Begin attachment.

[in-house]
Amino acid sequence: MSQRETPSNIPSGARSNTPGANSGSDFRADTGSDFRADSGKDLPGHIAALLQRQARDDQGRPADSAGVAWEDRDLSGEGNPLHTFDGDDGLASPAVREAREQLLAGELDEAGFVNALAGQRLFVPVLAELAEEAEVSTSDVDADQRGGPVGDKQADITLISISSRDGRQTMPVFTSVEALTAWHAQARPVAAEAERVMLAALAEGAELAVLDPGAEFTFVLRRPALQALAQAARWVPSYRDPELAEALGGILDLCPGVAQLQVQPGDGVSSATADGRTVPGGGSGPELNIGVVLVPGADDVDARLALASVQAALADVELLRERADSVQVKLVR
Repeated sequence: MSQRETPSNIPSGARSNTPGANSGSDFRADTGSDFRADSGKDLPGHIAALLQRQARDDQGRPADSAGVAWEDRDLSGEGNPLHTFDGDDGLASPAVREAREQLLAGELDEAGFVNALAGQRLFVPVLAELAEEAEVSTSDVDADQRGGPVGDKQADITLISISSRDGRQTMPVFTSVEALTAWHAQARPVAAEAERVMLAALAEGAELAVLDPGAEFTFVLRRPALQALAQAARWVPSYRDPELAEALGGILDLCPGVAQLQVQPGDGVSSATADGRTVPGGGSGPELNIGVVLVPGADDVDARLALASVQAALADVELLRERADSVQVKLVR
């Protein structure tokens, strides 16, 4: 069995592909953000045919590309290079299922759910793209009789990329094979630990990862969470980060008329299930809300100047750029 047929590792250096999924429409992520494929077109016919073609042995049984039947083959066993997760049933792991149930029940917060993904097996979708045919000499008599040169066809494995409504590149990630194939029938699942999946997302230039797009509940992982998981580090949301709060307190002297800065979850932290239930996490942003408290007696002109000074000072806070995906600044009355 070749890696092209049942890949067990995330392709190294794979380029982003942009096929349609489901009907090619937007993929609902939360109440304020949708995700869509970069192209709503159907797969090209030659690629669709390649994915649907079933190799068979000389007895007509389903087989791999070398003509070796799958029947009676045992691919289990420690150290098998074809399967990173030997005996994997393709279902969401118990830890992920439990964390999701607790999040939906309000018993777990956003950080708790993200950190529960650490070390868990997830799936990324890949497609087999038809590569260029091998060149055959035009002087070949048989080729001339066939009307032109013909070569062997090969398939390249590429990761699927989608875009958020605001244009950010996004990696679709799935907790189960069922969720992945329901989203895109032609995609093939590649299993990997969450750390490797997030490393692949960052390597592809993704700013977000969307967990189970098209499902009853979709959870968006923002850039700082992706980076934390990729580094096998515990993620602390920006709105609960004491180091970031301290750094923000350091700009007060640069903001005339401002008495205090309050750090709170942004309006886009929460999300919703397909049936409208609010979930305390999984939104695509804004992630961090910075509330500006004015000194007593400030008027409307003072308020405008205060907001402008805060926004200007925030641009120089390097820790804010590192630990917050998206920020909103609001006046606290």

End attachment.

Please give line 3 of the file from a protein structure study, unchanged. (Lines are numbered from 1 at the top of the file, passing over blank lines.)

Repeated sequence: MSQRETPSNIPSGARSNTPGANSGSDFRADTGSDFRADSGKDLPGHIAALLQRQARDDQGRPADSAGVAWEDRDLSGEGNPLHTFDGDDGLASPAVREAREQLLAGELDEAGFVNALAGQRLFVPVLAELAEEAEVSTSDVDADQRGGPVGDKQADITLISISSRDGRQTMPVFTSVEALTAWHAQARPVAAEAERVMLAALAEGAELAVLDPGAEFTFVLRRPALQALAQAARWVPSYRDPELAEALGGILDLCPGVAQLQVQPGDGVSSATADGRTVPGGGSGPELNIGVVLVPGADDVDARLALASVQAALADVELLRERADSVQVKLVR